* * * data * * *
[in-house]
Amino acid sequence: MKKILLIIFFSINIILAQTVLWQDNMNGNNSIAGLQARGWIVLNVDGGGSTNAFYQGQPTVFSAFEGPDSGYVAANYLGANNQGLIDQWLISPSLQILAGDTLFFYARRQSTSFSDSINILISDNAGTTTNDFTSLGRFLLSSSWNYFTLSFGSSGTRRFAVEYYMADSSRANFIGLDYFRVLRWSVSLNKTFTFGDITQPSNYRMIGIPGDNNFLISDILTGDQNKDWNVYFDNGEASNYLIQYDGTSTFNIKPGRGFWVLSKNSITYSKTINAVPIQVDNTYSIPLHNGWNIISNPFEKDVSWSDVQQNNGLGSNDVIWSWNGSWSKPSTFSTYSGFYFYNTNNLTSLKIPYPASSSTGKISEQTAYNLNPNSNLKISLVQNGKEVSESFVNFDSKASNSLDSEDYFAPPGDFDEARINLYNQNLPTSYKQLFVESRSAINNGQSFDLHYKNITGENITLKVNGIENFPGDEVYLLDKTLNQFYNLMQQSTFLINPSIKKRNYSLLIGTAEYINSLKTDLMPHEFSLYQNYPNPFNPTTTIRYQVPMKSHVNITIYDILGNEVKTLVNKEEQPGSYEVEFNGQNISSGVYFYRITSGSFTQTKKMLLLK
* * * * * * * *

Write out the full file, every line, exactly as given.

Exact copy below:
[in-house]
Amino acid sequence: MKKILLIIFFSINIILAQTVLWQDNMNGNNSIAGLQARGWIVLNVDGGGSTNAFYQGQPTVFSAFEGPDSGYVAANYLGANNQGLIDQWLISPSLQILAGDTLFFYARRQSTSFSDSINILISDNAGTTTNDFTSLGRFLLSSSWNYFTLSFGSSGTRRFAVEYYMADSSRANFIGLDYFRVLRWSVSLNKTFTFGDITQPSNYRMIGIPGDNNFLISDILTGDQNKDWNVYFDNGEASNYLIQYDGTSTFNIKPGRGFWVLSKNSITYSKTINAVPIQVDNTYSIPLHNGWNIISNPFEKDVSWSDVQQNNGLGSNDVIWSWNGSWSKPSTFSTYSGFYFYNTNNLTSLKIPYPASSSTGKISEQTAYNLNPNSNLKISLVQNGKEVSESFVNFDSKASNSLDSEDYFAPPGDFDEARINLYNQNLPTSYKQLFVESRSAINNGQSFDLHYKNITGENITLKVNGIENFPGDEVYLLDKTLNQFYNLMQQSTFLINPSIKKRNYSLLIGTAEYINSLKTDLMPHEFSLYQNYPNPFNPTTTIRYQVPMKSHVNITIYDILGNEVKTLVNKEEQPGSYEVEFNGQNISSGVYFYRITSGSFTQTKKMLLLK